Handbook of the Psychology of Science
Gregory J. Feist, PhD, Michael E. Gorman, PhD
Springer Publishing Company, Dec 14, 2012 - Psychology - 544 pages
"Highly recommended."--Choice: Current Reviews for Academic Libraries
This handbook is the definitive resource for scholars and students interested in how research and theory within each of the major domains of psychologyˇdevelopmental, cognitive, personality, and socialˇhave been applied to understand the nature of scientific thought and behavior. Edited by two esteemed pioneers in the emerging discipline of the psychology of science, it is the first empirically based compendium of its time. The handbook provides a comprehensive examination of how scientific thinking is learned and evolves from infancy to adolescence and adulthood, and combines developmental and cognitive approaches to show the categorical similarities and differences in thinking between children, adolescents, adults, and scientists.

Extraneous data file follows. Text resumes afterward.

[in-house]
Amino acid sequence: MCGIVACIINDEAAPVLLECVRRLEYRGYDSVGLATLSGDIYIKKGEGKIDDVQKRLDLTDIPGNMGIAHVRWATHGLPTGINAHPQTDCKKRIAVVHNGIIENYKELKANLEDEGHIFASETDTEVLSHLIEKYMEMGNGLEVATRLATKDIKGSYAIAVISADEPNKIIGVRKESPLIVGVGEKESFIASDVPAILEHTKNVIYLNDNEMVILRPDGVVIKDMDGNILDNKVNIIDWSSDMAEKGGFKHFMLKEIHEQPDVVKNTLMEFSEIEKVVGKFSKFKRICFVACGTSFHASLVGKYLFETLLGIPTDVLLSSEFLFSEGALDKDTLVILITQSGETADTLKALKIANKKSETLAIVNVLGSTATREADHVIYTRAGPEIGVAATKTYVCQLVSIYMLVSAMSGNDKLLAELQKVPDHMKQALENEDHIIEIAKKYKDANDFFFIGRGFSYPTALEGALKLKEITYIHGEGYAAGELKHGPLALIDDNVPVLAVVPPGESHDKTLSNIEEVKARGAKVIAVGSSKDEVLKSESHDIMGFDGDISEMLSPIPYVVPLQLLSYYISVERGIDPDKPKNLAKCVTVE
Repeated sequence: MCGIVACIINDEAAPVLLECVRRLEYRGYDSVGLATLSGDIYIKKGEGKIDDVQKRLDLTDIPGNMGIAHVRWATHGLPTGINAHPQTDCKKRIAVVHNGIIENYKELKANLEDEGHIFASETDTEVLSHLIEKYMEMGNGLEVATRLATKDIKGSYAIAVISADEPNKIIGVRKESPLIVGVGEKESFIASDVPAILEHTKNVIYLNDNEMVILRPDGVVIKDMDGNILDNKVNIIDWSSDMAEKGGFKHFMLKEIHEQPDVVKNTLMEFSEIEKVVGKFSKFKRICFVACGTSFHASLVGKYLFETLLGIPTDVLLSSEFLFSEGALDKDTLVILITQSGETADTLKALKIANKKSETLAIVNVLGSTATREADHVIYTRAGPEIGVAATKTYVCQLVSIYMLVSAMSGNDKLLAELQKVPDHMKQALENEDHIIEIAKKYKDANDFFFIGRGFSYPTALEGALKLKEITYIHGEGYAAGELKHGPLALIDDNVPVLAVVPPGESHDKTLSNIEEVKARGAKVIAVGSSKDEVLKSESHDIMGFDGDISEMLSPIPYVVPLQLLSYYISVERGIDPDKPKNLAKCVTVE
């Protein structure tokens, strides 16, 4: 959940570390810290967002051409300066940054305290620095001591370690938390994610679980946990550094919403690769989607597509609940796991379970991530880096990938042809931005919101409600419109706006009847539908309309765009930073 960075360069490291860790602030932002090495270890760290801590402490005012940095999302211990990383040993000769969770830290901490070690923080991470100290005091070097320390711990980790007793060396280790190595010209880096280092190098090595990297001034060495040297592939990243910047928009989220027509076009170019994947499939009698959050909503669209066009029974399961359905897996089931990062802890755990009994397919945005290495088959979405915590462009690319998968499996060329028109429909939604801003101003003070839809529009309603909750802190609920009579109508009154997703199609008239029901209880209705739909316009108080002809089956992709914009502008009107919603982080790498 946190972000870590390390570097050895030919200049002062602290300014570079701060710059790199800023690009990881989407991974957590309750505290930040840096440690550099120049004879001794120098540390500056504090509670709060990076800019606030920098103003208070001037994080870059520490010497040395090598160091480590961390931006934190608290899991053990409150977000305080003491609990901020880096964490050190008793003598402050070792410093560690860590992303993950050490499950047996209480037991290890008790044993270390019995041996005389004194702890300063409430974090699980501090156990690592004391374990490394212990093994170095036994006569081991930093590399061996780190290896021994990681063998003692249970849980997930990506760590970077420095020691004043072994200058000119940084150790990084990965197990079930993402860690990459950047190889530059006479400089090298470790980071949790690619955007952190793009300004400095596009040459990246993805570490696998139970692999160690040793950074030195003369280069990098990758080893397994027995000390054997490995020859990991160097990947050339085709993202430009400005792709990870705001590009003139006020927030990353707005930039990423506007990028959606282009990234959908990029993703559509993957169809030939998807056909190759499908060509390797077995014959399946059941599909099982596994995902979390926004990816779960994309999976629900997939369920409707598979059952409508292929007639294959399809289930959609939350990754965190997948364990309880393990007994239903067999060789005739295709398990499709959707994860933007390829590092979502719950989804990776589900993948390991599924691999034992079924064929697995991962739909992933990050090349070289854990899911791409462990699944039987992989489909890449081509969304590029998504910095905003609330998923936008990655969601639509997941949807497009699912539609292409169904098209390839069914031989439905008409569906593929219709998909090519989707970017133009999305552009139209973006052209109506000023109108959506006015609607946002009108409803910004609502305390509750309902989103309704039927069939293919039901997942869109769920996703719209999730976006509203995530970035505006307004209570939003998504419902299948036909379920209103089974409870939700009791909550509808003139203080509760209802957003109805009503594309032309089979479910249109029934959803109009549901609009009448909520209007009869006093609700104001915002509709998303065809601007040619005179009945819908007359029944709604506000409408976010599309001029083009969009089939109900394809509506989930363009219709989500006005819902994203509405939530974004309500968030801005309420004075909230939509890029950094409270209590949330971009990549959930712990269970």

Chapters highlight the breadth and depth of psychological perspectives in the studies of science, from creativity and genius, gender, and conflict and cooperation, to postmodernism and psychobiography. A section on applications offers findings and ideas that can be put to use by educators, policymakers, and science administrators. Contributors examine the importance of mental models in solving difficult technical problems, and the significance of leadership and organizational structure in successful innovation. The final section of the book is devoted to the future of this new field, focusing on how to continue to develop a healthy psychology of science.Key Features: